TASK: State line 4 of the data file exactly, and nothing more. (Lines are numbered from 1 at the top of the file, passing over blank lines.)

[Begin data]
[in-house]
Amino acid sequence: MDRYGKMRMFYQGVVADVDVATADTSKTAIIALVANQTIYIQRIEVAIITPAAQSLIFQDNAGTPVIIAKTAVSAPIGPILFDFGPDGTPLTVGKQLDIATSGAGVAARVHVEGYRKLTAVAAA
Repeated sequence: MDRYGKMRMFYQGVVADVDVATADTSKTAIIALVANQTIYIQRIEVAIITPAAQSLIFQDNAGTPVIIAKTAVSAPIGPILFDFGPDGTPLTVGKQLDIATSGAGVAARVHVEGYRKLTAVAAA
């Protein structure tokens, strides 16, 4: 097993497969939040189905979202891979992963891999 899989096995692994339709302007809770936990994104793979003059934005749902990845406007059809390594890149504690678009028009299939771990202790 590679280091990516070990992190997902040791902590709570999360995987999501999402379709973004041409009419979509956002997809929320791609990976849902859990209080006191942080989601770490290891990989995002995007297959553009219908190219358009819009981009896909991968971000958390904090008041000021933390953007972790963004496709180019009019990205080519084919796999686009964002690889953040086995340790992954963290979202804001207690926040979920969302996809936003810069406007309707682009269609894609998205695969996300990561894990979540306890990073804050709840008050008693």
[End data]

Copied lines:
């Protein structure tokens, strides 16, 4: 097993497969939040189905979202891979992963891999 899989096995692994339709302007809770936990994104793979003059934005749902990845406007059809390594890149504690678009028009299939771990202790 590679280091990516070990992190997902040791902590709570999360995987999501999402379709973004041409009419979509956002997809929320791609990976849902859990209080006191942080989601770490290891990989995002995007297959553009219908190219358009819009981009896909991968971000958390904090008041000021933390953007972790963004496709180019009019990205080519084919796999686009964002690889953040086995340790992954963290979202804001207690926040979920969302996809936003810069406007309707682009269609894609998205695969996300990561894990979540306890990073804050709840008050008693």